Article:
Hi synthese - no worries.
A good example of this phenomenom on my site was a branded section. I used to have [brand] widgets, [brand] gizmos, [brand] gadgets, [brand] everything, [brand] synonym. They were all unique, all focused on a different sub-range of [brand] or were an overall agreggator. All had original content. It wasn't a particularly competitive term and my domain authority was great so we ranked well. Then Panda hit!
First, I rewrote every section. Doubling the content. Putting unique video on some pages. Making the formatting more rich with blockquotes, lists, more unique images (to that page). It started working until May update, when we tanked again!
Then I started removing the synonyms/ alternative spelling pages. The most redundant. Things started improving a little for the original section/ oldest url.
So I got more and more agressive. Removing more sections. No I only have two left: the catch all brand (oldest) and the biggest sub range and the rankings of both are vastly improved.
I see people on the forum talking about combining product pages and I think this might even be a way forward too. Because when I search for specific products within the brand in question, often many products to the page pages are showing up as well as the specific product detail page.
Anyone else noticed that?
In fact, Google seems loathed to give us anything too specific at the moment. Type in a specific coding or technical question and you may notice that many of the results don't really match the detail of your question, eventhough it feels like there should be better results out there!
Anyone else noticing this?
| 9:19 pm on Jan 4, 2012 (gmt 0)|
I've said this several times before, the web is bigger than Google. And with as many new websites coming on line every DAY, it just keeps getting bigger. Panda was a quality change... nuked many sites that are programmatically generated (spun) for the Adsense income, pushing out thousands, to hundreds of thousand pages (some into the millions). QUALITY has become the current mantra... and that actually turns out to be "just as many pages as necessary to cover the subject/topic and no more". As Panda interates through the webmaster community... those of us with the ability to generate thousands of pages the warning is out: "don't do that".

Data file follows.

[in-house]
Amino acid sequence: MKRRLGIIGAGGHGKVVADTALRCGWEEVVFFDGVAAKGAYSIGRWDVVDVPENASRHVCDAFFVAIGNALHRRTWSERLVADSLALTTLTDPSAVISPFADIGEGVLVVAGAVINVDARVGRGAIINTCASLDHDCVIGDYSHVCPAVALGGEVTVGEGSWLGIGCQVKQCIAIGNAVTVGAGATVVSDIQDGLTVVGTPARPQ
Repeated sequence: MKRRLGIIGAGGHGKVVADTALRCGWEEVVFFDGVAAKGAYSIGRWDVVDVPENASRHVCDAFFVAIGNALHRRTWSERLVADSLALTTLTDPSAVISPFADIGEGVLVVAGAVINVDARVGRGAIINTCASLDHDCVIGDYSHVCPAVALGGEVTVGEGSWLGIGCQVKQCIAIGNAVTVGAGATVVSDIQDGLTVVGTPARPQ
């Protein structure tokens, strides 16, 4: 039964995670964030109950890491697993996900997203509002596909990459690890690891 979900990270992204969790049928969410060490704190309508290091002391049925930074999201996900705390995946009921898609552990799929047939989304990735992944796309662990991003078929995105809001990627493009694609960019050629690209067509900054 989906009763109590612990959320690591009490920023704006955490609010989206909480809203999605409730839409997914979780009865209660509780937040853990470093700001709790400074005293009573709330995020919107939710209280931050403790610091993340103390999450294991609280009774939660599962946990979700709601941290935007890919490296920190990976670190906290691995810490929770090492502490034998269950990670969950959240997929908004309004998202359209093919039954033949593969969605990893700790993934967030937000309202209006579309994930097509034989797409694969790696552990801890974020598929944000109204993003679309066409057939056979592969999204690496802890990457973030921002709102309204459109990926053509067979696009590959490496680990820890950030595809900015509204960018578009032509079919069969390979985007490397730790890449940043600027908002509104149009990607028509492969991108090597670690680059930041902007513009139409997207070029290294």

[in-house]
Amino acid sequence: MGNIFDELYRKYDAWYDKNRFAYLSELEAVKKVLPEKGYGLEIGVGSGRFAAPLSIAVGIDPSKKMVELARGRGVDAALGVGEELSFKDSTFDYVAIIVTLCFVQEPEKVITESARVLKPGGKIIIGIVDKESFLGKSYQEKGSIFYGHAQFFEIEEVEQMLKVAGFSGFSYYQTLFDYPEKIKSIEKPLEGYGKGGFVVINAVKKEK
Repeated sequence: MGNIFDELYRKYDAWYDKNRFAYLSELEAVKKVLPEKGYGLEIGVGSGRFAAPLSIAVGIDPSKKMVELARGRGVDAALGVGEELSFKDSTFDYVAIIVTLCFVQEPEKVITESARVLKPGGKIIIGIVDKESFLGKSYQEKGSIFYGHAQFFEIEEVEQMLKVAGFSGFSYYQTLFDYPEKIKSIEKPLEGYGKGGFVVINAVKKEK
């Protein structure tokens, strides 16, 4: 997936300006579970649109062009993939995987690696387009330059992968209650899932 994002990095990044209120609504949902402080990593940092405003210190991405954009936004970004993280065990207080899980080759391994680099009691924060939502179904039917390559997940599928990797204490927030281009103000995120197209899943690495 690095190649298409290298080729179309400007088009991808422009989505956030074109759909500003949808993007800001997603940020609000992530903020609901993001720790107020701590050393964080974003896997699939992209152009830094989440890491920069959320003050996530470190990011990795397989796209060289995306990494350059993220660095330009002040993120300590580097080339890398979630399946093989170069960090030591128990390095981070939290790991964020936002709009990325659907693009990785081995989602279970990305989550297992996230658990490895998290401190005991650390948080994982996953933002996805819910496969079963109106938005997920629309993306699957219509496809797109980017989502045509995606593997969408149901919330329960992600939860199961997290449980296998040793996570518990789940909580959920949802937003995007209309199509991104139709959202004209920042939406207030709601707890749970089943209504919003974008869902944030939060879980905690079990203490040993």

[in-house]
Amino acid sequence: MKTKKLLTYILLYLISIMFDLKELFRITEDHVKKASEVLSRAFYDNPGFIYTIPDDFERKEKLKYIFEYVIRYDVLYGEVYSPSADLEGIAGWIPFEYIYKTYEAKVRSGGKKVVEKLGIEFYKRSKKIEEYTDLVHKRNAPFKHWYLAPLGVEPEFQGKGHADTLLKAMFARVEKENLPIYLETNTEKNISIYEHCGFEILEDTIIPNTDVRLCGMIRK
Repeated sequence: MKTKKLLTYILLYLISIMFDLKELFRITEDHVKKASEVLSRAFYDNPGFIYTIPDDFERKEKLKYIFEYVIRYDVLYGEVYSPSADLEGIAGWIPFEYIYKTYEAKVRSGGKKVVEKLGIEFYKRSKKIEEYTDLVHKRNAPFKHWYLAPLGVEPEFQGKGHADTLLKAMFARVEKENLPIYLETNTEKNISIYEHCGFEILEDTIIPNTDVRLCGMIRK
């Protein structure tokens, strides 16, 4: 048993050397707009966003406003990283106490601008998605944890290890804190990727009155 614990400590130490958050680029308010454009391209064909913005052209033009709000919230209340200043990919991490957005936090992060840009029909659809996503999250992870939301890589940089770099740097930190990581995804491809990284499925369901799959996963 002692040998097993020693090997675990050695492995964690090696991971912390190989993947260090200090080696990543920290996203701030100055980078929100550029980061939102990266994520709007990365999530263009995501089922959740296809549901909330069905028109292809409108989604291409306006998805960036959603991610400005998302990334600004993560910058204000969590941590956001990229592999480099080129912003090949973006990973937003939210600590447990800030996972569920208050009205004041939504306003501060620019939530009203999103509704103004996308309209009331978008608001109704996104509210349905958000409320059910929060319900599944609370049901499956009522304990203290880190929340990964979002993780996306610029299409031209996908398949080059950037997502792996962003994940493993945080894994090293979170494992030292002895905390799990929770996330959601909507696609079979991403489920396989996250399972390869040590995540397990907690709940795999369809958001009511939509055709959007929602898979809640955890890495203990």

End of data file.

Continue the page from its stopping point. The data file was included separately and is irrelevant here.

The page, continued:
Add to that the number of pages in different languages, DOING THE SAME THING, and it becomes immense.
What to do? If one is a retailer with thousands (or hundreds of thousands) of products, you have that necessity to have those pages.
How many is too many? We don't know. But, those chasing the algo have been forced to look at how they are doing things and have discovered, they CAN consolidate, refine, combine, publish the same info in far FEWER pages and seen some SE "love" return. But no one, to my knowledge, has ever regained 100%+ of their prior Panda levels.
Panda is a wake up. That said, Bing takes a slightly different approach... they don't bother with really low quality sites (humans are involved), just a different approach to the same problem all SEs are facing these days: the EXPLOSION of content, good or not so good, which tasks their ability to provide reasonable results.
| 8:06 pm on Jan 6, 2012 (gmt 0)|
|Also, I would really, really suggest you get someone to look for any technical problems with your site. |